The International Committee for the Red Cross (ICRC) is awaiting official notification from Washington to visit captured Iraqi leader Saddam Hussein.
Florian Westphal, a press officer at the ICRC, said the procedures for visiting Saddam will begin after the detaining power has informed the Geneva-based humanitarian organisation that they are holding a prisoner of war.
"To the best of my knowledge, that hasn't happened yet," he said.
But this was not unusual in "the first few days" of detention, said Westphal.
The ICRC is "waiting for notification and hopes these visits will begin as soon as possible," he said, stressing that such visits are stipulated under the Geneva Conventions.
Washington has said that Saddam is a prisoner of war and his rights under the Geneva Conventions would be upheld.
"We expect the law is being followed and we expect to be visiting Saddam Hussein," he said. It was not clear when this would happen.
"Saddam is not different than any other POW," said Westphal. "The idea behind the visit is to monitor the conditions in which they (prisoners) are being detained and how they are being treated," he said.
Although the Bush administration has not specified Saddam's legal status, the ICRC believes he is being protected by the Third Geneva Convention.
The ICRC would speak to Saddam in private to ask about the conditions and treatment, said Westphal, without the presence of guards.
While Washington has not revealed where the ousted leader is being held, US officials say he is in Iraq. The mystery shrouding his location will not pose a problem for the ICRC's imminent visit, said Westphal, adding it was not the first time the humanitarian organisation had met detainees held under strict security.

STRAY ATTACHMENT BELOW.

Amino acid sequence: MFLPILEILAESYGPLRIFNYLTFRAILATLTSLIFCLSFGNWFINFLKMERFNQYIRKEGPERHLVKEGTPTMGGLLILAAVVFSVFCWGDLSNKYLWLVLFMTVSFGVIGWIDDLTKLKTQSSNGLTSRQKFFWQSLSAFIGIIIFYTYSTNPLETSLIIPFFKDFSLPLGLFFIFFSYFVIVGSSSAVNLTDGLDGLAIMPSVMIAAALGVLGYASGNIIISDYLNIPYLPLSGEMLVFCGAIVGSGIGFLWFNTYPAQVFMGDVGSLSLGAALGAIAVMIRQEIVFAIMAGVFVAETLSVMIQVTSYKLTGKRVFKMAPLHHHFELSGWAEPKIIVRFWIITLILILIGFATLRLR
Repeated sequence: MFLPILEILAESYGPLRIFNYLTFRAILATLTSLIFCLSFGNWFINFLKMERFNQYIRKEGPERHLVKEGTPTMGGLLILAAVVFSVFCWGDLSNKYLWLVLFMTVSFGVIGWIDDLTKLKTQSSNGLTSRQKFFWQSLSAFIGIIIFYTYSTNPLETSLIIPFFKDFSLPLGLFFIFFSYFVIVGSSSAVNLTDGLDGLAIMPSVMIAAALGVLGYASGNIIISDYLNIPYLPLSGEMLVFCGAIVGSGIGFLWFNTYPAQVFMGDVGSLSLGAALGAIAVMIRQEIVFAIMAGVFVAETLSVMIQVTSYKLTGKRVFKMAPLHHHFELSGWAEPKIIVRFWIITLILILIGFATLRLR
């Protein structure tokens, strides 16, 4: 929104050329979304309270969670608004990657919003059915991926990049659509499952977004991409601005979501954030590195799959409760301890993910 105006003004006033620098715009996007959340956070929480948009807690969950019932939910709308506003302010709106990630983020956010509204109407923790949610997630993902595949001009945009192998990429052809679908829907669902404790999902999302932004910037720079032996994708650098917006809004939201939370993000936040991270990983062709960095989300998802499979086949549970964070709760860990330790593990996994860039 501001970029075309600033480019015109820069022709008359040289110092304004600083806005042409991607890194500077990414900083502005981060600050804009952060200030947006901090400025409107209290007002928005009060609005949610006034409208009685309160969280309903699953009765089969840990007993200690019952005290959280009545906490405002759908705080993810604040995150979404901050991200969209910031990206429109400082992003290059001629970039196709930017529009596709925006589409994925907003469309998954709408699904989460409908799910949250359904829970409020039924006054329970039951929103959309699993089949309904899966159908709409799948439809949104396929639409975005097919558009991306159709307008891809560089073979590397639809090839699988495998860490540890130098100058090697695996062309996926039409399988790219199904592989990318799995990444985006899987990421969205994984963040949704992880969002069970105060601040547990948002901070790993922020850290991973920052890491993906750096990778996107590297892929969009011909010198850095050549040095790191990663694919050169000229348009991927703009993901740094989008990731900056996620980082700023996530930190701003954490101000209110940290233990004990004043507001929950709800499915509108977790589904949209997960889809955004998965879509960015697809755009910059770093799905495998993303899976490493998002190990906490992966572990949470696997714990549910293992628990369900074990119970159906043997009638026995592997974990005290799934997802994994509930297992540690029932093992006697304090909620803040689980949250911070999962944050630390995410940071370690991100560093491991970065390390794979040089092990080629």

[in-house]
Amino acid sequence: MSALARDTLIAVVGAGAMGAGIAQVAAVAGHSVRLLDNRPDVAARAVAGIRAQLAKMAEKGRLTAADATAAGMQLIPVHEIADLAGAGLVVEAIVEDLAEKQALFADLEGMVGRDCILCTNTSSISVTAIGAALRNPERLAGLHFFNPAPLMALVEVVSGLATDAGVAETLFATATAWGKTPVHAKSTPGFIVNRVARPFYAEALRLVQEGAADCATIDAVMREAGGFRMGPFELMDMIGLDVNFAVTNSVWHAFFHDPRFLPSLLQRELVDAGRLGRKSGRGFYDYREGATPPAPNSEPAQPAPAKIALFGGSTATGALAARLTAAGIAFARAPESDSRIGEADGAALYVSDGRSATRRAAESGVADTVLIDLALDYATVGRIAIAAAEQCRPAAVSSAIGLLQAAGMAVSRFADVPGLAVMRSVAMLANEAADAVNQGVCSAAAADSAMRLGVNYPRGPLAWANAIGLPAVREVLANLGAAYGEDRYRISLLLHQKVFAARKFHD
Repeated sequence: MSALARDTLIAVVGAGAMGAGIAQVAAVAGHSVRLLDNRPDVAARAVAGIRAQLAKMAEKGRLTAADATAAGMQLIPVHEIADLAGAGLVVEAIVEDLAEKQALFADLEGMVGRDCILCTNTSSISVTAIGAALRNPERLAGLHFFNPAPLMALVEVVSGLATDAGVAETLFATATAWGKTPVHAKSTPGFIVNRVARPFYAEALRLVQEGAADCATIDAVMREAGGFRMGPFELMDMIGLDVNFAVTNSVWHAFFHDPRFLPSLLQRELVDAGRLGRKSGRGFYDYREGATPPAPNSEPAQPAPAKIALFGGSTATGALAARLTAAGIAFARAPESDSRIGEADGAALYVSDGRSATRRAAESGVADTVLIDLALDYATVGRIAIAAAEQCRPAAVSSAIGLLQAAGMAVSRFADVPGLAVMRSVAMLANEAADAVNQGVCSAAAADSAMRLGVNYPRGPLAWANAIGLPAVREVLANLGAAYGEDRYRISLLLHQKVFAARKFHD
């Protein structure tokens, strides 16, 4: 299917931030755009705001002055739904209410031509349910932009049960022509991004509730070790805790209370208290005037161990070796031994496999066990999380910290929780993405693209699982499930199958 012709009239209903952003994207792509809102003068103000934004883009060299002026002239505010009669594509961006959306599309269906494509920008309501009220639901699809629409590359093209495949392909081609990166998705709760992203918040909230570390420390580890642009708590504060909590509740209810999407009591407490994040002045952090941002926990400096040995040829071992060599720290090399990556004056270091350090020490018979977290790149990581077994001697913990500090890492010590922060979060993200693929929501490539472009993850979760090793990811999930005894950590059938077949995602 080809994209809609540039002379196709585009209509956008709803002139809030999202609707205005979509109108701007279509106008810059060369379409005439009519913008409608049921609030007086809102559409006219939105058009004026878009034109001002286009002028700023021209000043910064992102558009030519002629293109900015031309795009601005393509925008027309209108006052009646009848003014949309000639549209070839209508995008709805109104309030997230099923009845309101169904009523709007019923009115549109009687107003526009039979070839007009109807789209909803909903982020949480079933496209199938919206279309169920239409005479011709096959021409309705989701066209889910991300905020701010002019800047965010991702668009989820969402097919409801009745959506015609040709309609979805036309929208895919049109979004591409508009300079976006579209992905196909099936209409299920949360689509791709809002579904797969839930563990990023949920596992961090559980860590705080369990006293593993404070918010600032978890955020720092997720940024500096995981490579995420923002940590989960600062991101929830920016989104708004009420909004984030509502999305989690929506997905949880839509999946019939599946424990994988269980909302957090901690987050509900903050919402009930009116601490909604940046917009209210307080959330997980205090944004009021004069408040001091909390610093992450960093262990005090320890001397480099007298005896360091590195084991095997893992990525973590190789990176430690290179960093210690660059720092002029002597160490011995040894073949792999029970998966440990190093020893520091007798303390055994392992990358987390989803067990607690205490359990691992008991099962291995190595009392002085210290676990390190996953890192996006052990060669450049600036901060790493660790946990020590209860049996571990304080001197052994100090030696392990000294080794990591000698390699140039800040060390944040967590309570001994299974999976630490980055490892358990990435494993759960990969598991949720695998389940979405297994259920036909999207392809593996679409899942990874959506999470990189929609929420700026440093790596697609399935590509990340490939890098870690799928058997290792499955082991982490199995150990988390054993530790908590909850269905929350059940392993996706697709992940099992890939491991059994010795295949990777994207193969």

So far, the humanitarian group has visited 38 captured Iraqis among Washington's list of 55 most wanted, he added, some of them several times.
The Bush administration has been careful to only say that Saddam is a prisoner of war and protected by the Geneva Conventions, although they have yet to take a final decision on his status. "The way the Americans explain it, he is being protected by the Third Geneva Convention," said Westphal.
"For the ICRC it's simple - if he's not a POW than he's a civilian detainee, meaning he's protected by the Fourth Geneva Convention," he said.
None of Saddam's family has got
in touch with the ICRC
Under the Third Geneva Convention, detainees are obliged only to give their full name, rank, date of birth, army or regimental serial number.
However, this does not prevent Saddam from being interrogated, said Westphal. The Third Geneva Convention also allows a prisoner to be moved from one country to another.
Meanwhile, Lebanese lawyer Bushra al-Khalil has submitted a letter to the ICRC to be sent to Saddam in which she offers to defend him.
However, the ICRC's mandate for conveying messages between detainees and their families is mainly to maintain contact between the two parties, said Westphal. One of the chief purposes was to reassure the family that the prisoner was alive.
Detaining authorities check the messages to ensure that they only contain news about the family.
If Saddam's family appoints a power of attorney and requests the letter be sent, then the ICRC can take it up with the detaining power, said Westphal.
None of Saddam's family have contacted the ICRC to get in touch with him, said the press officer.
Bushra al-Khalil's letter to Saddam